Elijah is cuddling Hope, as Rebekah prepares to make a bonfire which she reminds Elijah is a family tradition.  Elijah wonders why their family is always at war and Rebekah says spending time with Hope made her see things differently.  Rebekah adds that they are not the monsters their parents think they are.

Klaus and Hayley pull up and Hayley rushes over and stares in awe at the baby.  Elijah hands over Hope and Hayley takes her into her arms.  Hayley walks the baby over to Klaus, who takes her in his arms and smiles.  It's actually quite the touching scene to watch Klaus hold the baby, with Hayley by his side and Elijah and Rebekah looking on.

Rebekah is back to work on the bonfire, as Klaus explains what happened to Freya and the curse Dalia cast on all the first born Mikaelson's for all eternity.  Hayley asks if this is true and Elijah says it is, if they believe Finn. Rebekah snarks that Finn hates them because he lost the sister her adored and then got a judgy pack of siblings.  Hayley is worried about the threat Dahlia holds but Elijah points out that the story is over 1,000 years old and Dahlia is long dead. Hayley points out that Esther is alive.

The bonfire is now assembled and Rebekah says that before they light it they should write down their wishes for each other then burn them for luck and this was their favourite part as kids.  Klaus says that this is reason enough to ignore it but Hayley over rules Klaus saying that this is Hope's first bonfire season.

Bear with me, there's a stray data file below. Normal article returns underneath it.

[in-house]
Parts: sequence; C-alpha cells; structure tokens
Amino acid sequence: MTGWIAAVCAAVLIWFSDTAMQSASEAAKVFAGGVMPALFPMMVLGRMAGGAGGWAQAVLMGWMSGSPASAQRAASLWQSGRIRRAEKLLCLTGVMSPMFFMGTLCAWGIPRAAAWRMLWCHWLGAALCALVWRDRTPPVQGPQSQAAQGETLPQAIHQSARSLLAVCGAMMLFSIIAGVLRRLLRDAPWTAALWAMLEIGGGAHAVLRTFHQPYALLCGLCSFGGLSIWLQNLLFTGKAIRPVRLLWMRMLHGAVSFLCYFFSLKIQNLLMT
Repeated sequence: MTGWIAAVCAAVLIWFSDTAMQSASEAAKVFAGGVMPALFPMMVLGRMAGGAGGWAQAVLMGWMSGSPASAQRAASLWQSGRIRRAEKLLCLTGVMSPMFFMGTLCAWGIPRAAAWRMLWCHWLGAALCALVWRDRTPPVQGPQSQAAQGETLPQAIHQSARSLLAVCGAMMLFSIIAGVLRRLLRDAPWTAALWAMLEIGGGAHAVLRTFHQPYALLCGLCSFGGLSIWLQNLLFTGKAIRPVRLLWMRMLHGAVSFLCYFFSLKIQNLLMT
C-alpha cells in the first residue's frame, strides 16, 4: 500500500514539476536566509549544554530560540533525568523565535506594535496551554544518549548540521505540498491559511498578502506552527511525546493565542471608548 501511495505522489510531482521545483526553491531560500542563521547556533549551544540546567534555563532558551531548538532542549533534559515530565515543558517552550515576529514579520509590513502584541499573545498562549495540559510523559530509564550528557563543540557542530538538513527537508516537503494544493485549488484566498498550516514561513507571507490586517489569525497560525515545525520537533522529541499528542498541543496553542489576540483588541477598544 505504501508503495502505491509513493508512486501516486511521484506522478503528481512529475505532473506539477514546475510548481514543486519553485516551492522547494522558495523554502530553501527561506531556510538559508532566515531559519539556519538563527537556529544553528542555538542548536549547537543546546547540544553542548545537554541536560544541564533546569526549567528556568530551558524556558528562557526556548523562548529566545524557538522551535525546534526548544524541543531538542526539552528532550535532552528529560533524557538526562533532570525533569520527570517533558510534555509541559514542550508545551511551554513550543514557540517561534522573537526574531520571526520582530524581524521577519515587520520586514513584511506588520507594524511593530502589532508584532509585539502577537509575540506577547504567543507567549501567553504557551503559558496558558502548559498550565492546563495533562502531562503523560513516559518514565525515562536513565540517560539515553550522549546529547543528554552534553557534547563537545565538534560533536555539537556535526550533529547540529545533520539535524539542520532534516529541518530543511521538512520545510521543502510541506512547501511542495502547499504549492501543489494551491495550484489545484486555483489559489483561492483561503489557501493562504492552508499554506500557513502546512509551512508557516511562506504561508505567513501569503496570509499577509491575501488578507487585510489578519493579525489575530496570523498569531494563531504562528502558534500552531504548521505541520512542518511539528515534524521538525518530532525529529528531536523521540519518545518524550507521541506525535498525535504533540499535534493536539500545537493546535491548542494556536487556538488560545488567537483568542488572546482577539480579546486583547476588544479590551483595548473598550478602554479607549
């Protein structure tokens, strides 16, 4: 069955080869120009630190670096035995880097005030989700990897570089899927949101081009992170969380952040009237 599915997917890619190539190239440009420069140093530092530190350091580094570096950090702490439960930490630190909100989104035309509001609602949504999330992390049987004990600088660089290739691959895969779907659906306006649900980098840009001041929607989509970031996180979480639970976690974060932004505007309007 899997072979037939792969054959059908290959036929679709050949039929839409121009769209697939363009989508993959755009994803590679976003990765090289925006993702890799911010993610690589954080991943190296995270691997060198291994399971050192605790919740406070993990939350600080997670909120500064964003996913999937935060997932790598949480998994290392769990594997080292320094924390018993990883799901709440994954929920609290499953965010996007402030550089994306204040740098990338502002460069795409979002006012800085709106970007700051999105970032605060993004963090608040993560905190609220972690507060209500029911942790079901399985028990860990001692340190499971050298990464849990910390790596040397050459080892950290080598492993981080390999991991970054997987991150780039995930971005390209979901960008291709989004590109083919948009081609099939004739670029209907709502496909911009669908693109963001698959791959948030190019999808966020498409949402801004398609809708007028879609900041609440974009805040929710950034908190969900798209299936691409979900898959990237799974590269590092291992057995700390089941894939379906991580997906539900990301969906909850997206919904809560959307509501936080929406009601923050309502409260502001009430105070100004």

Cami meets up with Marcel and he advises her not to think about what might happen.  Cami says that she cannot stop it and Finn could make a difference but he is ten feet away and locked in a box.  Cami is insistent that she need to talk to Finn but Marcel forcefully says no. Cami reiterates that she is hours away from someone taking over her body and suggests that Marcel avoid trying to control her.

Klaus is playing with Hope when Hayley approaches him to do her bonfire game. When Hayley insists that it's not silly, Klaus points out that he is not her husband to boss around. Hayley then points out that she had to endure endless labour and even death to produce Hope.  Klaus gives in and writes a note wishing that Hayley would tell Elijah that she is marrying her werewolf suitor, promising to pour Elijah a scotch and congratulate him on the bullet he dodged. Klaus then hands the note to Hayley who crumples it and stalks away.

Marcel bring Finn into the room and tells Cami he is only allowing this for her and will stay in the room to make sure she is safe. Cami points out that Finn does not have the strength to pick a fight, adding that he won't talk to her with Marcel there.  Marcel skulks off and Cami offers Finn a grilled cheese. Finn however tells Cami that her kindness is her fatal flaw and will be her downfall. Cami again encourages Finn to eat but he is adamant that he will not get lost in her beauty or empathy. Cami quips that she would appeal to his morals but they don't seem to exist.  Finn responds that he is not the one who was sleeping with one vampire, while half in love with another.  Yep, throwing in a little slut shaming. Finn says that the problem is that Cami believes that people can change and he does not believe in redemption, only right and wrong and good and evil.  Finn argues that he is trying to help people like Cami and adds that when he is free, he will see to it that every vampire in New Orleans ceases to exist. Finn then adds that he will show no mercy to anyone who stands with them.  Cami leaves the room and orders Marcel to lock Finn back up.

Deceiver's Bond (A Clairvoyant's Complicated Life #2) by Katherine Bayless